Art matters

“I love the way words and pictures work together on a page. I have also noticed how when wise words have visuals added to them, they seem to travel further online, like paper aeroplanes catching an updraught.”


Chris Riddell, Art Matters


Illustration by Davide Bonazzi

Clear night

“Clear night, thumb-top of a moon, a back-lit sky.
Moon-fingers lay down their same routine
On the side deck and the threshold, the white keys and the black keys.
Bird hush and bird song. A cassia flower falls.
I want to be bruised by God.
I want to be strung up in a strong light and singled out.
I want to be stretched, like music wrung from a dropped seed.
I want to be entered and picked clean.
And the wind says “What?” to me.
And the castor beans, with their little earrings of death, say “What?” to me.
And the stars start out on their cold slide through the dark.
And the gears notch and the engines wheel.”

Clear Night by Charles Wright 1982


Painting by Devin Leonardi

Have a go under the waterfall

This is The Dipper, a poem by by Scottish poet, Kathleen Jamie. It’s impossible to write about a bird and make it breathtaking, but here it is, completed and placed by an expert for us to consider. Honoured.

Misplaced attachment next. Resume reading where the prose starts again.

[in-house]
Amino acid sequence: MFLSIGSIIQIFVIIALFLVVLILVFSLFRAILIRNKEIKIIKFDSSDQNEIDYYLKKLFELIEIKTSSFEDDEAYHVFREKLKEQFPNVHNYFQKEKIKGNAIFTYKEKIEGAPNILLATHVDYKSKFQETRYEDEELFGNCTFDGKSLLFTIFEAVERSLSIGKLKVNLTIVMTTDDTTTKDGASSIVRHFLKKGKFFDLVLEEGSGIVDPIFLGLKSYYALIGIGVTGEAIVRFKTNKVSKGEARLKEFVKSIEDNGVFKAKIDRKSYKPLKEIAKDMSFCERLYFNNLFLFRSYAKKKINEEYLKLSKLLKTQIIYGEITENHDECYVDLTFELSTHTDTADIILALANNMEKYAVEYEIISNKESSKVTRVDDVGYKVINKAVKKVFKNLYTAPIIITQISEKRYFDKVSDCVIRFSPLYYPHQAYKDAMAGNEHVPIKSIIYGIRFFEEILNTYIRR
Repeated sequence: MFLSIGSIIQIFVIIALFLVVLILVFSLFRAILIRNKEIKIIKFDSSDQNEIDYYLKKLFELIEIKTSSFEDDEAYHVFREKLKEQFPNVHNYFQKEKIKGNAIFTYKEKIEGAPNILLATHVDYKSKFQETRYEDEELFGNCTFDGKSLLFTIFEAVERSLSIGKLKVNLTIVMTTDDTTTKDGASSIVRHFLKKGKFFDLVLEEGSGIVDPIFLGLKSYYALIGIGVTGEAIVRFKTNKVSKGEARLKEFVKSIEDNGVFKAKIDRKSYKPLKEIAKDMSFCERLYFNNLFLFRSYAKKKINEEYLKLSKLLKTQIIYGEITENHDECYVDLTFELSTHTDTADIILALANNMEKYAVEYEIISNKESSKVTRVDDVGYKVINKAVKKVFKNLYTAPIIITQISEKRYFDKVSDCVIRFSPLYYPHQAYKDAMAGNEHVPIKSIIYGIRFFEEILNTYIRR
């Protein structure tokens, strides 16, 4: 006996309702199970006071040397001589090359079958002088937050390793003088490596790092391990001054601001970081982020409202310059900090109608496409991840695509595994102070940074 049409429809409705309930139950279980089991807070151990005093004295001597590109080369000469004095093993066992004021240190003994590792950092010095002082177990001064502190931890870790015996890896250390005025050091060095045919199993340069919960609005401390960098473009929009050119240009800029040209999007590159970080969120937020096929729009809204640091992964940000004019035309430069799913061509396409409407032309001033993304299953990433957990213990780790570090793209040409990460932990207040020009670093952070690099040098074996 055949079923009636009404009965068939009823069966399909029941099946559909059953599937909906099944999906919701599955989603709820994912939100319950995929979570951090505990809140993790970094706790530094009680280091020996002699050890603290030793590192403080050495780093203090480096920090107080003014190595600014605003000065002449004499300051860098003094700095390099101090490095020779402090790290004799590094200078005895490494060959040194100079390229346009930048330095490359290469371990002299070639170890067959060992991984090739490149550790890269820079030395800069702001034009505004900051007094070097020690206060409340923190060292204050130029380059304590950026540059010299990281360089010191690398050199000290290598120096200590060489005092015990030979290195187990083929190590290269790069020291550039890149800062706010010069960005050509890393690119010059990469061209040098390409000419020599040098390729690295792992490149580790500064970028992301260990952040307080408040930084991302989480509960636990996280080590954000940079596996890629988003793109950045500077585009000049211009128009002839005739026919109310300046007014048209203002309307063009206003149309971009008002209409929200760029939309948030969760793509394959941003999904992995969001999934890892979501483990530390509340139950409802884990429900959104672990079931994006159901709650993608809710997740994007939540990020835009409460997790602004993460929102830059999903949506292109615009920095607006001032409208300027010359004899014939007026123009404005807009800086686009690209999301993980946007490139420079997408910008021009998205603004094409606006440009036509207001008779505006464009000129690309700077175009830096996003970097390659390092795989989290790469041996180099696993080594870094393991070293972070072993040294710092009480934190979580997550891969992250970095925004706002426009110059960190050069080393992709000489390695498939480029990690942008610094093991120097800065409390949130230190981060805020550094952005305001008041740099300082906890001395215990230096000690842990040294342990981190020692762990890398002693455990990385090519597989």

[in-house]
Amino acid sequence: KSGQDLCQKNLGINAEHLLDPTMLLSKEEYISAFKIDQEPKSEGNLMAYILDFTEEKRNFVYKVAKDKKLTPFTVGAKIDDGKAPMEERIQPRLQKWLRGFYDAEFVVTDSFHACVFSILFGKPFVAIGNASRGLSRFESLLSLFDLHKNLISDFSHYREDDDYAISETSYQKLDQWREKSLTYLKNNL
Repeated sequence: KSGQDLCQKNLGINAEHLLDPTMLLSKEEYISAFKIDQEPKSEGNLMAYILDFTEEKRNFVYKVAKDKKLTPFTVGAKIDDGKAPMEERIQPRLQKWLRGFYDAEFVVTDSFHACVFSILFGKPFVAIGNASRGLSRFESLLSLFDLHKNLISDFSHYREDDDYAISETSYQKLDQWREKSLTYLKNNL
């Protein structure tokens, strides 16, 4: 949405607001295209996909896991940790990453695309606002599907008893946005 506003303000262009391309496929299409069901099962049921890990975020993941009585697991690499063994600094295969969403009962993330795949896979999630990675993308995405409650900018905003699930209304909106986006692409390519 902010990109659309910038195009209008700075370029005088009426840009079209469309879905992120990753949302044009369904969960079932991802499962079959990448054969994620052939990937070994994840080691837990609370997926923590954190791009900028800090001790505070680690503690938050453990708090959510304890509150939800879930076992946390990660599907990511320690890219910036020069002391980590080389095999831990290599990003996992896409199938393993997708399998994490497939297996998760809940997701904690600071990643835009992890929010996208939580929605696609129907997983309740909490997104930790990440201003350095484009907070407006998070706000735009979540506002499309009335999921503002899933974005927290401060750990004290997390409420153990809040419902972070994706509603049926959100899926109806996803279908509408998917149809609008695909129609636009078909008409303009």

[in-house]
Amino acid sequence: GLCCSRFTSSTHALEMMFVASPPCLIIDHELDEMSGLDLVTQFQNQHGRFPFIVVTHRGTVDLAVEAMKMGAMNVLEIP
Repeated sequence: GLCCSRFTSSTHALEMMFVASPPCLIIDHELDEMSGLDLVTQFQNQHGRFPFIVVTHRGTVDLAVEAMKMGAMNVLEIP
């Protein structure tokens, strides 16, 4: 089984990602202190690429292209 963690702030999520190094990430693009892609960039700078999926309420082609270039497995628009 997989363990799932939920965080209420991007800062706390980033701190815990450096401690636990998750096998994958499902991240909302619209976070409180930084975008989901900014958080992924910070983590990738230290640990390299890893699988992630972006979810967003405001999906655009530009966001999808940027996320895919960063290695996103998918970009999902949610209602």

I saw that she wrote issue instead of flew. As soon as I saw issue, I saw the water give birth to the bird. The poem itself (in my head) flooded and fell, green with experience and cold and difficulties. When I saw solitary, the poem itself soared away and lit (her word) on a rock, alone, and looked at me with sunlight behind it and mockery between its claws. When a poem contains this much information and experience, I have to keep reading and re reading, clenching my small claws and hoping.

When she wrote lit instead of perched, that’s when the sunlight entered the cold, and the poem, and me. When she wrote swept stupidly, I stood still and admitted old age, a huge hot relief. This because it may be possible that I no longer have to stop the flow. When she wrote wrung, I saw the bird turn and turn again to give that ripple of solid sound. When she wrote supple, undammable, I saw bird muscle, throat muscle and opera and anger. Value and beauty are not ownable. They are beyond our hands. The last two lines won’t finish. They keep playing, calling on courage.  

This poem, if you allow it, is a massive experience.

Is this right? I don’t know. Kathleen Jamie is a master. She extracts and then sculpts what she wants to say. I am an amateur reader and can’t do that. But she makes me try hard and dig for it. Or the bird does. Something does.

Photography by Michael Woodruff